I wish this card had actually been mailed. The message would simply have to clash! But surely plenty of travelers purchased it and wrote jolly accounts of their shuffleboard games on the back, sending it off to Aunt Mamie in Cleveland. (In a Stephen Glass moment, I considered fabricating one….) In the rest of these, however, the travelers did write a message.

Blan (is her name really “Blan”? Who knows?) is taking in the sights of Fort Myers, FL in February of 1938. She tells her friend Miss Eva R. Jones of Hartford, CT that she is seeing the sights, though tired every night. That she is sending her friend this gruesome image, she doesn’t comment upon.

Here’s a somewhat provocative pin-up girl of 1911, sent to Mr. Fred Bohimil of Kansas City, MO (the other one), from a mysteriously signed “BRP.” BRP’s message starts out normally enough (with the requisite thanking Fred for his “postal”)….but then things take a sinister turn….The mysterious code that BRP lapses into…could it be that he and Essie engaged in some sort of sordid activity? And what was it in the Laundry that scared him? “Isn’t this a crazy postal” indeed!

On February 4, 1904, a large area of Baltimore, MD was destroyed by fire. Many were left homeless and out of work. One person died. On June 7, 1904, Miss Ida G. Sado visited Baltimore. She wrote to her friend, Mrs. M. Wright, of Sigourney, IA. Here’s what she had to say. Priorities!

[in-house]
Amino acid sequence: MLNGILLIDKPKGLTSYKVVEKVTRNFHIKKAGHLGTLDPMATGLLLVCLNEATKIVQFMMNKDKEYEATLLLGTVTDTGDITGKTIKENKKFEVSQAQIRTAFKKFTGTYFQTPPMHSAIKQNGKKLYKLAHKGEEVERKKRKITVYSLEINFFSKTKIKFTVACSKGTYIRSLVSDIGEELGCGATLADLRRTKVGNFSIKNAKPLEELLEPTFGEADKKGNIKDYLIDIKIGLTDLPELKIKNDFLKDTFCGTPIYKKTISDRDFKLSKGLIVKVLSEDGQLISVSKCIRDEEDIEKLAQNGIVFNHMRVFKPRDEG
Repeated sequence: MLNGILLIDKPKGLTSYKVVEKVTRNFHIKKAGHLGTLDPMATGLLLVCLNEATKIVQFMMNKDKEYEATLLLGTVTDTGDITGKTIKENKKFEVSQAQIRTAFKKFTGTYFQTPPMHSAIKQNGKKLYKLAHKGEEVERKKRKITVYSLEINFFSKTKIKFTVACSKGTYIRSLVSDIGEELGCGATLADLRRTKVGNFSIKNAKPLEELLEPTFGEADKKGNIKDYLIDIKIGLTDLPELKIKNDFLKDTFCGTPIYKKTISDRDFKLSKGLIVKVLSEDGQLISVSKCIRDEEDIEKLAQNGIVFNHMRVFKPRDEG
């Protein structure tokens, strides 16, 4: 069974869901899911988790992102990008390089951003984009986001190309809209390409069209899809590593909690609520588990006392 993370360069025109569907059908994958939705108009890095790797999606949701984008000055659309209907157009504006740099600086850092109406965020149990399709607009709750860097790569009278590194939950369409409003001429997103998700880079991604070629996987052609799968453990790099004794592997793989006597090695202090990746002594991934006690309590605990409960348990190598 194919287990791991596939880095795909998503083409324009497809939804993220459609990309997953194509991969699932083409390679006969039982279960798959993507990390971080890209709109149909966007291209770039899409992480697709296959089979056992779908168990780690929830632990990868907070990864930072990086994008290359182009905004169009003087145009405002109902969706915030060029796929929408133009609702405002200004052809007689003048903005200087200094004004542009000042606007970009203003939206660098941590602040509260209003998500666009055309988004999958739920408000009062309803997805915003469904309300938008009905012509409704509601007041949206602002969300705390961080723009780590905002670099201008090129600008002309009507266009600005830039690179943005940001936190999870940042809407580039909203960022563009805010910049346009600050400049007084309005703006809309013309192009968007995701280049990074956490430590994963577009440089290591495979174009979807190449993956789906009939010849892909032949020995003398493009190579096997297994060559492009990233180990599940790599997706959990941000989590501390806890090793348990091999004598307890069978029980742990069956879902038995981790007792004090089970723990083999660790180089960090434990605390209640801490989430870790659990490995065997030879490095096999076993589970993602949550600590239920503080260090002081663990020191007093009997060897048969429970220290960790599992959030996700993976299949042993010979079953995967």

To convey the grim message of her brother’s drowning….




...Miss Betty G. of Waupaca, WI chooses this jolly card featuring watery doom.




Hertz and Mabel Skaer are rightfully proud of their Mauston, WI motel, seen here in 1955. Could that be Mabel herself, sitting in front of The Willows—strangely solo, like Princess Diana in front of the Taj Mahal? What traveler has sent this card? Who is the lucky recipient?




Answer: a fellow in India chooses THIS VERY CARD with which to guilt trip his Ceylonese friend. It is a mystery all around.